The IntelliJCredential authenticates in a development environment with the account in Azure Toolkit for IntelliJ. It uses the logged in user information on the IntelliJ IDE and uses it to authenticate the application against Azure Active Directory. Visit IntelliJ credential for more details.

Example on how to enable the azure credential
azure:
  credential:
    intellij:
      enabled: true

Note, that for Windows platform the KeePass database path needs to be set by property azure.credential.intellij.kee-pass-database-path. The KeePass database path is used to read the cached credentials of Azure toolkit for IntelliJ plugin. For macOS and Linux platform native key chain / key ring will be accessed respectively to retrieve the cached credentials.

Optionally you can configure the tenant id by setting the property azure.credential.intellij.tenant-id.

VisualStudioCodeCredential

The VisualStudioCodeCredential enables authentication in development environments where VS Code is installed with the VS Code Azure Account extension. It uses the logged-in user information in the VS Code IDE and uses it to authenticate the application against Azure Active Directory. Visit Visual Studio Code credential for more details.

Example on how to enable the visual studio code credential
azure:
  credential:
    visual-studio-code:
      enabled: true

Optionally you can configure the tenant id by setting the property azure.credential.visual-studio-code.tenant-id.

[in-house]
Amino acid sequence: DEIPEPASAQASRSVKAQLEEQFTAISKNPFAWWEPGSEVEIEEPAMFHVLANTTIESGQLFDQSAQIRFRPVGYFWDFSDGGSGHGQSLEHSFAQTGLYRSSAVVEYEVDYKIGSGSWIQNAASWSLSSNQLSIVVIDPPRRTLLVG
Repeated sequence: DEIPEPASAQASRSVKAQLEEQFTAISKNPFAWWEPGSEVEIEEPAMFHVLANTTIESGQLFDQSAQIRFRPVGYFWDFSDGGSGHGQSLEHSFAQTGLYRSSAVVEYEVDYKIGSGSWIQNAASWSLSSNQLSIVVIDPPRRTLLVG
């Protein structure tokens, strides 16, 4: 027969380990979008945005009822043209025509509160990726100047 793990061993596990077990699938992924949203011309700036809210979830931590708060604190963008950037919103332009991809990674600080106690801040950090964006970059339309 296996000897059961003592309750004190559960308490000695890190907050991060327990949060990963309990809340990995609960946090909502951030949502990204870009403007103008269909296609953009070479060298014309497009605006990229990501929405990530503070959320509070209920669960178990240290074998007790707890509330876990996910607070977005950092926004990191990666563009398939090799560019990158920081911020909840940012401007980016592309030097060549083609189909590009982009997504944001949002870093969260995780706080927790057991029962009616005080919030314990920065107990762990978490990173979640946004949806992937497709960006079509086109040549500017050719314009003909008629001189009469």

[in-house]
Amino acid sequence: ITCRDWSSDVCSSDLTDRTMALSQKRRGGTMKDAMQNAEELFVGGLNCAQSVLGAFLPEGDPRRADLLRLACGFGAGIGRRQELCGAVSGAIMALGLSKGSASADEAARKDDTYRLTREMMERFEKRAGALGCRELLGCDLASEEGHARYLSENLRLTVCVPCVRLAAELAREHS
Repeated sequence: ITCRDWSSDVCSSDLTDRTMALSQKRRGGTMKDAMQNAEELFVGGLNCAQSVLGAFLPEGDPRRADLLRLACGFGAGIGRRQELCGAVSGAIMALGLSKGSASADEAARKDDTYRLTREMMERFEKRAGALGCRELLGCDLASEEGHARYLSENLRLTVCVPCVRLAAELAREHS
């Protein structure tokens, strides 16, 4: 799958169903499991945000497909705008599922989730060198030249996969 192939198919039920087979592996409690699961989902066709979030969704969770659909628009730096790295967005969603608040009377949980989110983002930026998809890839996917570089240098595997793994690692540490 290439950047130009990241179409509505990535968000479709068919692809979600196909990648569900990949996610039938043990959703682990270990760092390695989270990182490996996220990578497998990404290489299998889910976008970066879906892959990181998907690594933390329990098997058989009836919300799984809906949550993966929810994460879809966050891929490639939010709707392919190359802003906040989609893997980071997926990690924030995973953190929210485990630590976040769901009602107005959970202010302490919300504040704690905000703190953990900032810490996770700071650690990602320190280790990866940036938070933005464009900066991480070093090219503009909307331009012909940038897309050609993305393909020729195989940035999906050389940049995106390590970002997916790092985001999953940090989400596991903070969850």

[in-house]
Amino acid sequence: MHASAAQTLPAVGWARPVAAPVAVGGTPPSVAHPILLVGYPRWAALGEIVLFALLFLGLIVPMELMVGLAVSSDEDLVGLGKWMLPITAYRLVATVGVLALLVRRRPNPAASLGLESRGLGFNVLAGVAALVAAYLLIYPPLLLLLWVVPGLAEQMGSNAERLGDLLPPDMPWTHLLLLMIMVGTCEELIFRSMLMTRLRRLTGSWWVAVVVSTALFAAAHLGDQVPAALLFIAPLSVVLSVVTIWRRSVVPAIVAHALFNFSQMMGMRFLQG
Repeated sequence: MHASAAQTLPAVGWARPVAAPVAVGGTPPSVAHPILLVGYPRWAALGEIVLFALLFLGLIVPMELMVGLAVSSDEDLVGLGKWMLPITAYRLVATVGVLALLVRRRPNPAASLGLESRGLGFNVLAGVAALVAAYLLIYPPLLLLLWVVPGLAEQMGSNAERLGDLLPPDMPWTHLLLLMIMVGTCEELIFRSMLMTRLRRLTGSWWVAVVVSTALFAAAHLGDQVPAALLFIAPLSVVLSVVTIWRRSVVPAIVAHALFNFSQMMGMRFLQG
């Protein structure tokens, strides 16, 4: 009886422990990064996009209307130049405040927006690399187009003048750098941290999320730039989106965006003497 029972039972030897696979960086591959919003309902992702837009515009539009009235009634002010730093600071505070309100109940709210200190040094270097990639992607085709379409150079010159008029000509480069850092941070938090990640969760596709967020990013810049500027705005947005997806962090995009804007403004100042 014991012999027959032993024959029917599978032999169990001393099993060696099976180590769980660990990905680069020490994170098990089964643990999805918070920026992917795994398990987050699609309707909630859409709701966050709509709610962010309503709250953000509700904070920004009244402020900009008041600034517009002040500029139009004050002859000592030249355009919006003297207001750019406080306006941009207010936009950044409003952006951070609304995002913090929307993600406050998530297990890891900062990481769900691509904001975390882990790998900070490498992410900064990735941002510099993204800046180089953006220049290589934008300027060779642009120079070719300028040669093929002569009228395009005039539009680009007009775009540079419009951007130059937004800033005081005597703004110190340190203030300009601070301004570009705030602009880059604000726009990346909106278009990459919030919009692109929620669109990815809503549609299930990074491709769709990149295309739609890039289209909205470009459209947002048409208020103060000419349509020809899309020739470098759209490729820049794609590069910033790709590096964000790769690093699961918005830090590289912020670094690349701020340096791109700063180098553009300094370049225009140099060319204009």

3.2 Client

The Azure SDK provides long list of management and client libraries. The example below illustrates on how to create a BlobServiceClient. The other Azure clients can be created similar way:

@Factory
public class BlobServiceFactory {  // (1)

    @Singleton
    public BlobServiceClient blobServiceClient(@NonNull TokenCredential tokenCredential){  // (2)
        return new BlobServiceClientBuilder()  // (3)
                .credential(tokenCredential)
                .endpoint(System.getenv("AZURE_BLOB_ENDPOINT"))
                .buildClient();
    }
}
1 The class is a factory bean.
2 The method returns the singleton of BlobServiceClient class. Note the injected credential bean is of type TokenCredential. It is an interface that provides token based credential authentication.
3 The client builder is used to create the client by providing the credential bean and the blob service endpoint. Note that every client builder class like BlobServiceClientBuilder offers additional configuration options.

4 Azure Function Support

The Azure function module provides support for writing Serverless functions with Micronaut that target the Azure Function environment.

4.1 Simple Azure Functions

There are two modules, the first of which (micronaut-azure-function) is more low level and allows you to define functions that can be dependency injected with Micronaut.

To get started follow the instructions to create an Azure Function project with Gradle or with Maven.

Then add the following dependency to the project:

implementation("io.micronaut.azure:micronaut-azure-function:3.2.3")
<dependency>
    <groupId>io.micronaut.azure</groupId>
    <artifactId>micronaut-azure-function</artifactId>
    <version>3.2.3</version>
</dependency>

And ensure the Micronaut annotation processors are configured:

annotationProcessor("io.micronaut.azure:micronaut-inject-java")
<annotationProcessorPaths>
    <path>
        <groupId>io.micronaut.azure</groupId>
        <artifactId>micronaut-inject-java</artifactId>
    </path>
</annotationProcessorPaths>

You can then write a function that subclasses AzureFunction and it will be dependency injected when executed. For example:

package example;

import com.microsoft.azure.functions.annotation.BlobOutput;
import com.microsoft.azure.functions.annotation.BlobTrigger;
import com.microsoft.azure.functions.annotation.FunctionName;
import com.microsoft.azure.functions.annotation.StorageAccount;